A young couple in Suriname is tested by the expectations of society and traditions in this timeless 1976 love story about finding your place in the world.
Wan Pipel is a compelling drama set in the vibrant backdrop of Suriname. The story follows the lives of Roy, a young man studying in the Netherlands, and Rubia, a Surinamese woman struggling with societal expectations. Roy returns to his homeland to reconnect with his cultural roots but is faced with the challenges of adapting to a world he left behind. As he becomes entangled in a passionate affair with Rubia, their love is put to the test by cultural differences and the weight of tradition.
Directed by Pim de la Parra, this film beautifully captures the clash between modernity and tradition, personal desires and societal norms. Wan Pipel is a timeless exploration of love, identity, and the universal struggle to find one's place in the world.
1976, Suriname, 1976, dir Pim de la Parra
Over 60s £11
Under 18s £6
Wheelchair spaces, free companion seats may now be booked online.
Please select the relevant preferences on the access registration page during your booking, so we can provide you with the correct information and discounts.
Booking a wheelchair space
Select a seat displaying the wheelchair user icon and then select 'wheelchair user' ticket type. The ticket will be priced at the lowest price for that event. If you need an essential companion, please select the E icon next to the wheelchair space you have selected.
Booking essential companion tickets
Please select at least two tickets and one of them will be automatically discounted to zero in the basket.
Booking British Sign Language or Captioned Seats
Select seats in the area appropriate to your needs.
£1.50 booking fee per online/phone transaction.
No fee when tickets are booked in person.
Booking fees are per transaction and not per ticket. If your booking contains several events the highest booking fee will apply. The booking fee may be reduced on certain events. Members do not pay booking fees.
The Twelve 30 Collective
The Twelve30 Collective presents classic and contemporary films from the Caribbean and its diaspora, with an aim to changing the way Caribbean cinema is viewed within the global film landscape. Our name is inspired by the past days of watching movies at the old Caribbean cinema palaces—12:30pm was the time each day the first feature screened in most cinemas across the region. The name is also a nod to Caribbean cinema’s relationship to both Hollywood and Third Cinema.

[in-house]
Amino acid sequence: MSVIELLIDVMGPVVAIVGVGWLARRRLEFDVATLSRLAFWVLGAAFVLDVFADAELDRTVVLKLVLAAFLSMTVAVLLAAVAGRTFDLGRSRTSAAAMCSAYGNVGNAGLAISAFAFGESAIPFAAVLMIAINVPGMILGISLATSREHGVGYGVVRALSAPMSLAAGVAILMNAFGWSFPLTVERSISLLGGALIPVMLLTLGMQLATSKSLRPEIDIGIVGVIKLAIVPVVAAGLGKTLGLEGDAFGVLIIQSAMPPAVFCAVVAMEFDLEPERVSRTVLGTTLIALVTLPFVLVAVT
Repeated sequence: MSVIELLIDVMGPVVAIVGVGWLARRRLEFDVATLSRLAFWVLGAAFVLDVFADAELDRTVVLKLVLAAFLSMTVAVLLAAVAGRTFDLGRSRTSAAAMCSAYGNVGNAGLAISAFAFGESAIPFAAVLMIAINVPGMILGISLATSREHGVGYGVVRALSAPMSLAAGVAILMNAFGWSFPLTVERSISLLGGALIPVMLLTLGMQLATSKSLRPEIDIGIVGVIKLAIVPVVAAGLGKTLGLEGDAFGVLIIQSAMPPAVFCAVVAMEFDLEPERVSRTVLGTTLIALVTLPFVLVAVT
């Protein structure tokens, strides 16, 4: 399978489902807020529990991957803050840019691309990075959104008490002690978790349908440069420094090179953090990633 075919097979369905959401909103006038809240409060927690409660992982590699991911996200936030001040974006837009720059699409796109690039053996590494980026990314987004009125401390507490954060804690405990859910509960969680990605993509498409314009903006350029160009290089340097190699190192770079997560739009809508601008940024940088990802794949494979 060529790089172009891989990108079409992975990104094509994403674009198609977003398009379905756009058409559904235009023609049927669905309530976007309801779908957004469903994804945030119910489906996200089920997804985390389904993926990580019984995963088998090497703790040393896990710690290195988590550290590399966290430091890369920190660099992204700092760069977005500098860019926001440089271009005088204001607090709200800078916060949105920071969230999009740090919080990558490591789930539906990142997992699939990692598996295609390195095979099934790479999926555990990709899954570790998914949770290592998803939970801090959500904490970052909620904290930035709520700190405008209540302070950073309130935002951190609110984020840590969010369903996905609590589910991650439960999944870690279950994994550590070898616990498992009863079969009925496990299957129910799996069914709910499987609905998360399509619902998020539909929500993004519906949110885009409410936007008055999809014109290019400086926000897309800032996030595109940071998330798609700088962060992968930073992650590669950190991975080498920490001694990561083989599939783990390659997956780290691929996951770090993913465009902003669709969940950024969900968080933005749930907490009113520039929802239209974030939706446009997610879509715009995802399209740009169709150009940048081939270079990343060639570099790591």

“All Port-of-Spain is a 12:30 show/Some playing Kojak, some Fidel Castro” – Derek Walcott, The Spoiler’s Return
Lisa Harewood (@lisafromtherock) is a digital storyteller. She produced the micro-budget feature A Hand Full of Dirt (2011) and wrote and directed the short film Auntie (2013). She is the creative director of the Barrel Stories Project, a multi-platform initiative launched in 2015 documenting the experiences of Caribbean families separated due to migration. A virtual reality component, Love and Seawater, was selected for talent labs at Sheffield Doc/Fest and IDFA DocLab Forum.
Jonathan Ali is a film curator and writer. He is director of programming at Third Horizon Film Festival in Miami and co-founder of the Twelve30 Collective in London. He also holds programming roles with Alchemy Film and Moving Image Festival, Open City Documentary Festival, and the Open Doors programme at Locarno Film Festival. His byline has appeared in Sight and Sound Magazine and elsewhere.
Ananta Khemradj is a filmmaker, born in the Netherlands and grew up in Suriname. Her first documentary Missing Pages (2019) dealt with the question why her generation learnt so little about the turbulent history of Suriname in the eighties. Ananta’s mission is to start a conversation and find a new future for her generation.
Barbican Cinema 2 & 3 are located on Beech Street, a short walk from the Barbican’s Silk Street entrance. From Silk Street, you’ll see a zebra crossing that will take you across the road to the venue.
The Barbican is widely accessible by bus, tube, train and by foot or bicycle. Plan your journey and find more route information in ‘Your Visit’ or book your car parking space in advance.
Cinemas 2 & 3 are located at Beech Street, a short walk from the Barbican Centre’s main Silk Street entrance. There are a couple of steep, dropped kerbs and an incline to negotiate between the two sites. Level access from Beech Street.
Each auditorium has three permanent wheelchair spaces (two in the third row and one in the front row) and 153 fixed seats with capacity for a further three spaces in the front row. Access to each auditorium is up a ramp. There are also a number of seats with step-free access.
Assistance dogs may be taken into the cinema – please tell us when booking to ensure your seat has enough space. If you prefer, you may leave your dog with a member of the foyer staff during the performance.
An infrared system for hard of hearing customers is provided in each auditorium; headsets or neck loops can be collected from foyer staff. The ticket desk counter is fitted with an induction loop.
For more access information, please visit our Accessibility section.